NATIVE LAW Kristen M. Renberg, Ph.D. In Peidlow v. Williams,1the supreme court held that the Indian Child Welfare Act (ICWA) requires a superior court that receives a tribal court order to first determine whether the order was issued in an ICWA child custody proceeding, and if it was, to follow the full faith and credit Continue Reading »

Matter of April S.

Posted on March 10th, 2021

FAMILY LAW / NATIVE LAW Jacob Keohane   Matter of April S. In the Matter of April S., 467 P.3d 1091 (Alaska, 2020), the supreme court ruled that an out-of-state mental health professional qualified as an expert under the Indian Child Welfare Act (ICWA), given the severity of the child’s psychiatric conditions. The ICWA requires Continue Reading »

Peidlow v. Williams

Posted on October 14th, 2020

In Peidlow v. Williams,¹ the supreme court held that the Indian Child Welfare Act (ICWA) requires a superior court that receives a tribal court order to first determine whether the order was issued in an ICWA child custody proceeding, and if it was, to follow the full faith and credit mandate of the ICWA. The Continue Reading »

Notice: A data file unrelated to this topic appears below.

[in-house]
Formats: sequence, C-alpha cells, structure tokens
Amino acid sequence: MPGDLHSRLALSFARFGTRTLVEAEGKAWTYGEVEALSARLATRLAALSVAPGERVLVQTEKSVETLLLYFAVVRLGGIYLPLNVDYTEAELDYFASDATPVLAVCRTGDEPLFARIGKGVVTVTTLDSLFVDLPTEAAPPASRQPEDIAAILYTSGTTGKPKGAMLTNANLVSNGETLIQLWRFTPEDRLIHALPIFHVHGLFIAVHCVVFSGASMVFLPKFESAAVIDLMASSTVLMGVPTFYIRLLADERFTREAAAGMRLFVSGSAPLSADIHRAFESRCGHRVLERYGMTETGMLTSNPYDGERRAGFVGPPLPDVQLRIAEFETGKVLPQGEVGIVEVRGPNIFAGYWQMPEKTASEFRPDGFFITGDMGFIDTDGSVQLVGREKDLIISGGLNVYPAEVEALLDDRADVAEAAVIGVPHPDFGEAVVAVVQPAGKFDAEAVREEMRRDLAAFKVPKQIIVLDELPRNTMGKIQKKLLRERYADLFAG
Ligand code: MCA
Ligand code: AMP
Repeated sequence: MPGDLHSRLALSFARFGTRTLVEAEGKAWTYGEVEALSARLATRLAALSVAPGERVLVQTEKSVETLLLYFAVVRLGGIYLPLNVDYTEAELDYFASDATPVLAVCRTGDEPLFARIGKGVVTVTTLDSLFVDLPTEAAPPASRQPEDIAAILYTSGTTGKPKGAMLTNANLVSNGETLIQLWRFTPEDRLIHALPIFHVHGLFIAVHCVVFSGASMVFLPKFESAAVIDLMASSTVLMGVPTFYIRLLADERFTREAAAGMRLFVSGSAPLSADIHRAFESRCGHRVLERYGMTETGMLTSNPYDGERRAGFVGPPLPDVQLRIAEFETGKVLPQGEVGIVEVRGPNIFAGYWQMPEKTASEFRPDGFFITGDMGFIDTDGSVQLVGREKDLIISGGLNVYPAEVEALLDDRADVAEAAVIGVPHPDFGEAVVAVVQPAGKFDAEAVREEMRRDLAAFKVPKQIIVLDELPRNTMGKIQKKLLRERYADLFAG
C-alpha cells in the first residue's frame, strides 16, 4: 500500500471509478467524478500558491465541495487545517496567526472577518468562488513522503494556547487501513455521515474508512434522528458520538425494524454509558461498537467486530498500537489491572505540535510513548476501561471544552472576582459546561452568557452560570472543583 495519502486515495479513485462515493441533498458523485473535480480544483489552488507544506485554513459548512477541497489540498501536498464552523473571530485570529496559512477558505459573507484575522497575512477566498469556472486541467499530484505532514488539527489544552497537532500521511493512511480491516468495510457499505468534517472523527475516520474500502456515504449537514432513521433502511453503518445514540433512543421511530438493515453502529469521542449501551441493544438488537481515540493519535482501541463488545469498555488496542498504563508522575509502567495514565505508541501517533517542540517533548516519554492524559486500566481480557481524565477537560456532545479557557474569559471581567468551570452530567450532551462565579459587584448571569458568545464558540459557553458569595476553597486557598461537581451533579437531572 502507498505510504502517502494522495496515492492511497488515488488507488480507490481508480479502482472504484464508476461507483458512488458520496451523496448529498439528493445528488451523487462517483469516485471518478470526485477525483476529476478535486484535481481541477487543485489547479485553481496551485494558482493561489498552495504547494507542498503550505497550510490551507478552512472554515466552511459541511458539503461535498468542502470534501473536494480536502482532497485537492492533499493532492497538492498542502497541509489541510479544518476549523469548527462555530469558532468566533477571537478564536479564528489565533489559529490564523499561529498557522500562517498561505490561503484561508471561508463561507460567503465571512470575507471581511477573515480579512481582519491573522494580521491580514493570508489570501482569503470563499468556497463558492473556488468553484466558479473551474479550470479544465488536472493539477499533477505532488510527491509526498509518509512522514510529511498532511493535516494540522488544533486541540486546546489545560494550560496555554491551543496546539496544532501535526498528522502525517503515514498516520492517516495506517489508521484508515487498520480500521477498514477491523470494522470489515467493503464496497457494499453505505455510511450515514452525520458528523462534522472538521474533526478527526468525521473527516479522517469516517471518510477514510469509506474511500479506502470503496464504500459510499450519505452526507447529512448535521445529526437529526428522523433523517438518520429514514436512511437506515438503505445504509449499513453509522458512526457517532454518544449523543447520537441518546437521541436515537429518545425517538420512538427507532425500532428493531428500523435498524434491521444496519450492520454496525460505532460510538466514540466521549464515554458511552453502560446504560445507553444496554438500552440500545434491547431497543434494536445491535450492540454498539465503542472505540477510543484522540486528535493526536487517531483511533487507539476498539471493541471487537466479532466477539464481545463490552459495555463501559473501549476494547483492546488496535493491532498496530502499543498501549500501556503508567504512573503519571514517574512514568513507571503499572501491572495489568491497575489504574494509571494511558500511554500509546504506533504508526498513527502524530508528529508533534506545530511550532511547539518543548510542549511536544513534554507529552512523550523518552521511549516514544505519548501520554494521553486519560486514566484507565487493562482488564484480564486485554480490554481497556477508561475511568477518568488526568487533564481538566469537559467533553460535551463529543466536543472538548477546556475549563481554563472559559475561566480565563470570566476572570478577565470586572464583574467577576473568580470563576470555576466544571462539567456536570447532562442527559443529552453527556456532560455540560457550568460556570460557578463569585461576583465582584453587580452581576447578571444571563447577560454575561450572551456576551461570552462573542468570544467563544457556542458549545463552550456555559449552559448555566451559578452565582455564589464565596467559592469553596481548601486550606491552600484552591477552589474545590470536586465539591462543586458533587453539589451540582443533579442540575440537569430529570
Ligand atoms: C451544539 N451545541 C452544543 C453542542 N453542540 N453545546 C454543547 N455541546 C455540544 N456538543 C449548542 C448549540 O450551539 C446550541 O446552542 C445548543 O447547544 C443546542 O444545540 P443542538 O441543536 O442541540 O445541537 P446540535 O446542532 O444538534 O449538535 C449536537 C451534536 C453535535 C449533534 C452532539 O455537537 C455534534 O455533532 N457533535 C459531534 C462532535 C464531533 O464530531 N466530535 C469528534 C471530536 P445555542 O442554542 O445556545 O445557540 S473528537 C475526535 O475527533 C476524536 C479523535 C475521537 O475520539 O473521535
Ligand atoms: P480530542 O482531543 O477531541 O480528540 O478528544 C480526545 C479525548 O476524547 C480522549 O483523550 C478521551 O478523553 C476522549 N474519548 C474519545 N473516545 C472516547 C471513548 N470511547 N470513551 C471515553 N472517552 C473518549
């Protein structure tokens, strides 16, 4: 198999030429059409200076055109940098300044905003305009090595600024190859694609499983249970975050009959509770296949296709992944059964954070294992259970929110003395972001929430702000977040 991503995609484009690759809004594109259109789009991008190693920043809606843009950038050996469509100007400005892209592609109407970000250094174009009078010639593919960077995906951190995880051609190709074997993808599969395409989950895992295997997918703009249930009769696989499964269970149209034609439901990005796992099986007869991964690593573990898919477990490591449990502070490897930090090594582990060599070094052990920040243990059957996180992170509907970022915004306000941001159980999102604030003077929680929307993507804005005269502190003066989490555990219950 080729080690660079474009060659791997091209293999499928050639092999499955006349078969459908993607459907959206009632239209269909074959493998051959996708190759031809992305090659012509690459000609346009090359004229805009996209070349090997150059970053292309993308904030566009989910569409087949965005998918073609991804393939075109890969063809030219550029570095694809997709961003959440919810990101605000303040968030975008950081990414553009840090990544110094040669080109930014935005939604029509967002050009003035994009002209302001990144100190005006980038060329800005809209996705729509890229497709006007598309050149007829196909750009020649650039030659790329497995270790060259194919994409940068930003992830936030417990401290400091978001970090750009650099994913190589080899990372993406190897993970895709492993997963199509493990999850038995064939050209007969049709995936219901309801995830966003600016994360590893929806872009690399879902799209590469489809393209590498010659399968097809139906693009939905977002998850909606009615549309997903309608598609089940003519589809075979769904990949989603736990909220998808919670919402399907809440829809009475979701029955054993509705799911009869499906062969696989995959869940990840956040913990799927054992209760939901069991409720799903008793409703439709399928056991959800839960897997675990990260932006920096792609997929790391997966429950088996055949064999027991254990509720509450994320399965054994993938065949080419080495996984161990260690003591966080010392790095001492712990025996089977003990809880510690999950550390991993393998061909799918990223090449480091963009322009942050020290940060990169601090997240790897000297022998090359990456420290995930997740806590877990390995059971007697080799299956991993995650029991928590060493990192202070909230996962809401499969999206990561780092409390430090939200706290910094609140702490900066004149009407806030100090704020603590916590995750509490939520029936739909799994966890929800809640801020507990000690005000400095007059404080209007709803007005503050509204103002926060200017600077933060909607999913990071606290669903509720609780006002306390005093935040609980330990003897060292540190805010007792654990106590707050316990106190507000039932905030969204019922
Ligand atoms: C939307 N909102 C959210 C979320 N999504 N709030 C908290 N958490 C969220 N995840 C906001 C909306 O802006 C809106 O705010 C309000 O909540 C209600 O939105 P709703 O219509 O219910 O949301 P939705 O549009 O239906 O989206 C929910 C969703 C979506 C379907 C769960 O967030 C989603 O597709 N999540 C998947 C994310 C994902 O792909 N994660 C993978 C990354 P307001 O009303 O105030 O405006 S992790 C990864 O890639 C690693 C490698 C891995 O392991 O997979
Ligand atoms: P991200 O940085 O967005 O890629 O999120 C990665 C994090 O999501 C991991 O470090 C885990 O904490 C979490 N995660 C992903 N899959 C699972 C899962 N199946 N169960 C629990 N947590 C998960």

Bill S. v. State, Department of Health & Social Services

Posted on April 14th, 2020

In Bill S. v. State, Department of Health & Social Services,[1] the Supreme Court held that clear and convincing evidence of active efforts to prevent the breakup of an Indian Family under the Indian Child Welfare Act (ICWA) must include documented efforts to provide specific assistance rather than vague and overgeneralized testimony. The Office of Continue Reading »

Native Law

Mona J. v. State, Department of Health & Social Services

Posted on December 21st, 2022

NATIVE LAW/FAMILY LAW Supreme Court of Alaska (2022) Robert Bulka In Mona J. v. State, Department of Health & Social Services, 511 P.3d 553 (Alaska 2022), the supreme court held that while a lack of parental cooperation with the Office of Children’s Services (OCS) does not justify making only passive efforts to provide remedial services Continue Reading »

Metlakatla Indian Community v. Dunleavy

Posted on December 21st, 2022

NATIVE LAW United States Court of Appeals, Ninth Circuit (2022) Connor Sakati In Metlakatla Indian Community v. Dunleavy, 48 F.4th 963 (9th Cir. 2022), the Ninth Circuit held that Alaskan fishing regulations limiting fishers from entering a fishery are inapplicable to the Metlakatla Indian Community, because these regulations would violate the community’s right to fish traditional Continue Reading »

Scudero v. State

Posted on May 6th, 2022

NATIVE LAW Emma Giusto In Scudero v. State, 496 P.3d 381 (Alaska 2021), the supreme court held that an Alaska Native’s fishing rights did not exempt him from the State’s fishing regulations. (Id. at 383). Scudero, a member of the Metlakatla Indian Community, was charged with not having a fishing permit, fishing in closed waters, Continue Reading »